Obama's Immigration Warning

By Stanley Renshon and Stanley Renshon on January 2, 2011

What a difference a lame duck makes. At his press conference after the midterm elections, the president appeared subdued, acknowledged a "shellacking," and promised a renewed search for common ground.

Then, at his post-lame duck news conference, the president, according to one wag, went "from shellacking to swashbuckling." More importantly, the president clearly had recovered both his usual high level of self-confidence and his transformational ambitions.

Nowhere in his press conference was this more evident than when the question of immigration was raised (emphasis added):

Q Mr. President, you've been able to fulfill many of your promises. Immigration reform isn't one of them. Just this last weekend, the DREAM Act failed cloture by five votes, and five Democrats didn't support it; three Republicans did. How are you going to be able to keep your promise when the Republicans control the House when you haven't been able to do so with Democrats controlling both the Senate and the House, and when Republicans say they want to focus on border security before they do anything on immigration?

THE PRESIDENT: Well, let me say, there are a number of things that I wanted to get accomplished that we did not get accomplished… So my hope and expectation is that, first of all, everybody understands I am determined and this administration is determined to get immigration reform done. It is the right thing to do. I think it involves securing our borders, and my administration has done more on border security than any administration in recent years. We have more of everything – ICE, Border Patrol, surveillance, you name it. So we take border security seriously. And we take going after employers who are exploiting and using undocumented workers, we take that seriously. But we need to reform this immigration system so we are a nation of laws and we are a nation of immigrants. And at minimum, we should be able to get the DREAM Act done. And so I'm going to go back at it and I'm going to engage in Republicans who, I think, some of them, in their heart of hearts, know it's the right thing to do, but they think the politics is tough for them. Well, that may mean that we've got to change the politics. And I've got to spend some time talking to the American people, and others have to spend time talking to the American people, because I think that if the American people knew any of these kids – they probably do, they just may not know their status – they'd say, of course we want you. That's who we are. That's the better angels of our nature. And so one thing I hope people have seen during this lame duck – I am persistent. I am persistent. If I believe in something strongly, I stay on it. And I believe strongly in this. And I am happy to engage with the Republicans about – if they've got ideas about more on border security, I'm happy to have that conversation. And I think that it is absolutely appropriate for the American people to expect that we don't have porous borders and anybody can come in here any time. That is entirely legitimate...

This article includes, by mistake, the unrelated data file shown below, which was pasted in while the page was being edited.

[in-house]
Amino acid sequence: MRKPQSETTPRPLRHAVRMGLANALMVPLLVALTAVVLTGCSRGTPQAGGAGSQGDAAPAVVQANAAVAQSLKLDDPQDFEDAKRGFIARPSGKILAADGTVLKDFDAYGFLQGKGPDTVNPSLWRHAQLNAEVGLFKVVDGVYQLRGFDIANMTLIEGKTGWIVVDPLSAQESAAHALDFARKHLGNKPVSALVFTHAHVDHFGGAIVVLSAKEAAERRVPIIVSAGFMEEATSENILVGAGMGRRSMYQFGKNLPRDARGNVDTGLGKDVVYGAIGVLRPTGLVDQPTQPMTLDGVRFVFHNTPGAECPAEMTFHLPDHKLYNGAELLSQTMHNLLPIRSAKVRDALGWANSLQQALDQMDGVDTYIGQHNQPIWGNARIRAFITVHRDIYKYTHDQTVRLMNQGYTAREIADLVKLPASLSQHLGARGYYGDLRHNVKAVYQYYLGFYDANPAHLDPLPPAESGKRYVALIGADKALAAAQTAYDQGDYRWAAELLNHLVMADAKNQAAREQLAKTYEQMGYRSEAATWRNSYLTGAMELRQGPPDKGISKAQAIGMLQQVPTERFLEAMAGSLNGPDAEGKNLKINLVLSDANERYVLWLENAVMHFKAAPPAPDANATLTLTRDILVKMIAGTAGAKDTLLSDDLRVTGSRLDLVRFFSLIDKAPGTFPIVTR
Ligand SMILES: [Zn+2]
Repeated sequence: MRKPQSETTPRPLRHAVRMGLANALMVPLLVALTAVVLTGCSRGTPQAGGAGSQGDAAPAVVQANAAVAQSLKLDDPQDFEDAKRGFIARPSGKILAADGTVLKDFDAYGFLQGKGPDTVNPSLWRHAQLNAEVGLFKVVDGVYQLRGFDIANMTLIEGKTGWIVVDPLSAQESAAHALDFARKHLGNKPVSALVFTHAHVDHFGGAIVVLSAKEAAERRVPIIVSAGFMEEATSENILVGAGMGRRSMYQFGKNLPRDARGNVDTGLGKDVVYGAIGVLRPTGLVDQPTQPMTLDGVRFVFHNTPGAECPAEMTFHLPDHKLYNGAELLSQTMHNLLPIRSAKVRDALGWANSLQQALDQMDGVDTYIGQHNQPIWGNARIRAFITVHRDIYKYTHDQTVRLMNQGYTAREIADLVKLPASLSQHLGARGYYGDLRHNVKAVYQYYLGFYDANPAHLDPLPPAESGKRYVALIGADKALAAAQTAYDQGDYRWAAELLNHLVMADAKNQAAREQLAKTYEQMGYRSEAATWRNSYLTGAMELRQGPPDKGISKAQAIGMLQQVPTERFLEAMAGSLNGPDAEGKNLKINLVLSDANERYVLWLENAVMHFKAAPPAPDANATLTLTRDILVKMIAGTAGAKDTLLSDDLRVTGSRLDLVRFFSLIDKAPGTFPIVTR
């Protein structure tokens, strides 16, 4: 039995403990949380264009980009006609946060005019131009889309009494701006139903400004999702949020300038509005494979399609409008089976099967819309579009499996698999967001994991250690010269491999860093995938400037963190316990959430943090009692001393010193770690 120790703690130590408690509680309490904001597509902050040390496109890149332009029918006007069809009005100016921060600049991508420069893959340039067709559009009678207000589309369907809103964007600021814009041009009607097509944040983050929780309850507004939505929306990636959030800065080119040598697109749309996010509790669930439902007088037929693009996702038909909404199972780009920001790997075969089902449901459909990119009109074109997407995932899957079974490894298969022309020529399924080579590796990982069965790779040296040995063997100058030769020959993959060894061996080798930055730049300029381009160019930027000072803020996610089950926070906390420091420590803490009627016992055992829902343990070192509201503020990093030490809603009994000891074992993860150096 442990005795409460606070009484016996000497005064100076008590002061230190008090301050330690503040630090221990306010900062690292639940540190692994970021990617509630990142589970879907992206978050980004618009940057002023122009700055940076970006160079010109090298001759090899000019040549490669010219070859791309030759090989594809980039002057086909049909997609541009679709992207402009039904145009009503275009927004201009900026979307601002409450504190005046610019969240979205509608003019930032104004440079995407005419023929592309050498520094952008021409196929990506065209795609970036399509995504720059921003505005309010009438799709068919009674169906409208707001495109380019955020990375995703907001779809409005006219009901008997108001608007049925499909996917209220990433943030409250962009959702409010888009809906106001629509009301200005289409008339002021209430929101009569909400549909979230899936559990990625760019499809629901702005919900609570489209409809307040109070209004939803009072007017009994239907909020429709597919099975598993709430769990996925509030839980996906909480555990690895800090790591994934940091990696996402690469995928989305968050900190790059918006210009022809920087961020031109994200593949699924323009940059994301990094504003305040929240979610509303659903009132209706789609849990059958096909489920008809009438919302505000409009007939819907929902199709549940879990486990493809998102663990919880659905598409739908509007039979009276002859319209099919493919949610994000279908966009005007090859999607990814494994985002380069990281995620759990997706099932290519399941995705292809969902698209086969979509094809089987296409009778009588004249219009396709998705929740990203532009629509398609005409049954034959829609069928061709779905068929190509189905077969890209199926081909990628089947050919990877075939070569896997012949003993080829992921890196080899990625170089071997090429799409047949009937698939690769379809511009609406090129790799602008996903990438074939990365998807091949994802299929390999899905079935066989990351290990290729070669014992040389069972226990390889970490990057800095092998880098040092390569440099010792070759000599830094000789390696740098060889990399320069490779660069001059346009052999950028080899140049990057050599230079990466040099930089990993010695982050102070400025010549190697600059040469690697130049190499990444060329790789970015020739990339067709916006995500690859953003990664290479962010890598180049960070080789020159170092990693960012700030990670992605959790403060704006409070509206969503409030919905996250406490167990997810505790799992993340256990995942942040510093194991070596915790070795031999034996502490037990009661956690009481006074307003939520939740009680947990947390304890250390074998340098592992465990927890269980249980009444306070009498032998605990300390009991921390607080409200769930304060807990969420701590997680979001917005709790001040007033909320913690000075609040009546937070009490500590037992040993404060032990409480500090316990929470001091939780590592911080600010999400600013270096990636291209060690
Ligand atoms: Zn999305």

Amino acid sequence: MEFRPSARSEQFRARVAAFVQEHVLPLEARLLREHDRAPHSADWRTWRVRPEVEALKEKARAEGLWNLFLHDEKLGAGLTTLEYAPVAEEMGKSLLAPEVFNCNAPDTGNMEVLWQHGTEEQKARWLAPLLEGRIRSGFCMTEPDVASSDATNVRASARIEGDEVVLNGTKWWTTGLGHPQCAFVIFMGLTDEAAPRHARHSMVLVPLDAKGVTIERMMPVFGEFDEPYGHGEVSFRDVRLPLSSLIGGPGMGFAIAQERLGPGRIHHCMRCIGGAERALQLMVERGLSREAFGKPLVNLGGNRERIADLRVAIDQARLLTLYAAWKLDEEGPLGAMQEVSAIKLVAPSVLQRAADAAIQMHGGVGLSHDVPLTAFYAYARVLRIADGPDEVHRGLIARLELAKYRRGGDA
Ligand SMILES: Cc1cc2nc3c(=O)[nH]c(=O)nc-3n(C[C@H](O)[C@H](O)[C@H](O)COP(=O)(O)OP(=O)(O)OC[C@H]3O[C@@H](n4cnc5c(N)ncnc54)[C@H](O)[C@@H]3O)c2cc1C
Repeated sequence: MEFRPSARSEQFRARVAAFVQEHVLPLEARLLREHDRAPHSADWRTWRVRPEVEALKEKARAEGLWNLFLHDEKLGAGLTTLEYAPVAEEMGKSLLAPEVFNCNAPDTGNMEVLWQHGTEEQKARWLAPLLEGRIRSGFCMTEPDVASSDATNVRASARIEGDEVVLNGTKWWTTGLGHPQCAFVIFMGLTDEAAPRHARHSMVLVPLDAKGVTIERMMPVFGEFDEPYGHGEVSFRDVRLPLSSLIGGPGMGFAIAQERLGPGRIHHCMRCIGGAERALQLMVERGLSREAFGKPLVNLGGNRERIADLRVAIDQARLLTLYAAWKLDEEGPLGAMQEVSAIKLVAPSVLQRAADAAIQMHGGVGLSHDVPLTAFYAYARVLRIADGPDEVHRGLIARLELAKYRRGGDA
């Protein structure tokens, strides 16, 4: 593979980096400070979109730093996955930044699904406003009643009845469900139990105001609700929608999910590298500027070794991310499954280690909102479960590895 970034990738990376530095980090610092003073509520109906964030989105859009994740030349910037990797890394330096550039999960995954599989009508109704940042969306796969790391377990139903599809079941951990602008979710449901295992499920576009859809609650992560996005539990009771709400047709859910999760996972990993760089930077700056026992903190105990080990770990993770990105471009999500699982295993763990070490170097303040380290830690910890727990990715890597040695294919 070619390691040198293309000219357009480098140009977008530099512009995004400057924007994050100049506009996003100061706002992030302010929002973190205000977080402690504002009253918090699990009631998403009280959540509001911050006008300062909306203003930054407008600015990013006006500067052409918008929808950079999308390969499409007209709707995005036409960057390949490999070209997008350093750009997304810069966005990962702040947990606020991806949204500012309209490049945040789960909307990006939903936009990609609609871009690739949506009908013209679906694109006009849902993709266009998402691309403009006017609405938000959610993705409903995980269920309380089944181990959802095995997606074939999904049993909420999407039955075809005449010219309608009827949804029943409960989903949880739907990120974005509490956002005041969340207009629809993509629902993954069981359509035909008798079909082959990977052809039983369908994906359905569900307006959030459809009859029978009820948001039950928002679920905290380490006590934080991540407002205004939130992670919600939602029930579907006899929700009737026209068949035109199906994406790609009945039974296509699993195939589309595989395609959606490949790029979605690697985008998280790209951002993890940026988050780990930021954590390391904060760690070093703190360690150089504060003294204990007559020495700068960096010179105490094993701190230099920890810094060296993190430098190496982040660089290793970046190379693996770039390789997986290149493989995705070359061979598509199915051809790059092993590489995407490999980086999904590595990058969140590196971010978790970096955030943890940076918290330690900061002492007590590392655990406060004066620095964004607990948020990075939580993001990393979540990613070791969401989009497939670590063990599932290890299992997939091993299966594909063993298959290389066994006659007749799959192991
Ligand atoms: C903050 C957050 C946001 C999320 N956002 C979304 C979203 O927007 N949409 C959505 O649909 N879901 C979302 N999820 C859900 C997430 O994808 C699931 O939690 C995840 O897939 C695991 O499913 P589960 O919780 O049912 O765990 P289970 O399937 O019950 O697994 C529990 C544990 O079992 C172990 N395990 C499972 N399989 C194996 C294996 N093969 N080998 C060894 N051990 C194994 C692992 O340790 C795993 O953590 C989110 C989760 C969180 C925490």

The president is a grand master at conveying the impression that he understands and even finds areas of agreement with his opponent's point of view. His policy behavior is often quite different.

And the president's view of himself as determined is absolutely right. He is determined to be a "great" president, as his choice of pushing health care legislation at the expense of focusing on economic issues reflected. Stymied in his efforts to gain a historic cap-and-trade energy policy, immigration presents the next most enticing opportunity for "greatness" legislation.

This president is not one to pass up any opportunity to match his legislative successes, regardless of their policy value, to his image of himself as an historical and transformational figure.

It would be unwise to underestimate either his still white-hot ambition or his cunning.